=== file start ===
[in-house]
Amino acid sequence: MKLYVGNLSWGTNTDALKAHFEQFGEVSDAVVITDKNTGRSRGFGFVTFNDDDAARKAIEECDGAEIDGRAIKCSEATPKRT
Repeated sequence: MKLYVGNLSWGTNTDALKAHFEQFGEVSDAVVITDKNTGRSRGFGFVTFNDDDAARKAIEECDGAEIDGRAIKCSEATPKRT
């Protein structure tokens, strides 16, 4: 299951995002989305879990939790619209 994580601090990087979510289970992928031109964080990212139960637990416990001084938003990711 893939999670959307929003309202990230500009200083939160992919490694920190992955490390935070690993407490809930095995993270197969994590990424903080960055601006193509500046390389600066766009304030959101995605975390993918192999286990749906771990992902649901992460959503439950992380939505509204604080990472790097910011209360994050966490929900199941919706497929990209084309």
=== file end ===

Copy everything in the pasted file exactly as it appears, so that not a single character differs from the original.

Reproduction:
[in-house]
Amino acid sequence: MKLYVGNLSWGTNTDALKAHFEQFGEVSDAVVITDKNTGRSRGFGFVTFNDDDAARKAIEECDGAEIDGRAIKCSEATPKRT
Repeated sequence: MKLYVGNLSWGTNTDALKAHFEQFGEVSDAVVITDKNTGRSRGFGFVTFNDDDAARKAIEECDGAEIDGRAIKCSEATPKRT
């Protein structure tokens, strides 16, 4: 299951995002989305879990939790619209 994580601090990087979510289970992928031109964080990212139960637990416990001084938003990711 893939999670959307929003309202990230500009200083939160992919490694920190992955490390935070690993407490809930095995993270197969994590990424903080960055601006193509500046390389600066766009304030959101995605975390993918192999286990749906771990992902649901992460959503439950992380939505509204604080990472790097910011209360994050966490929900199941919706497929990209084309």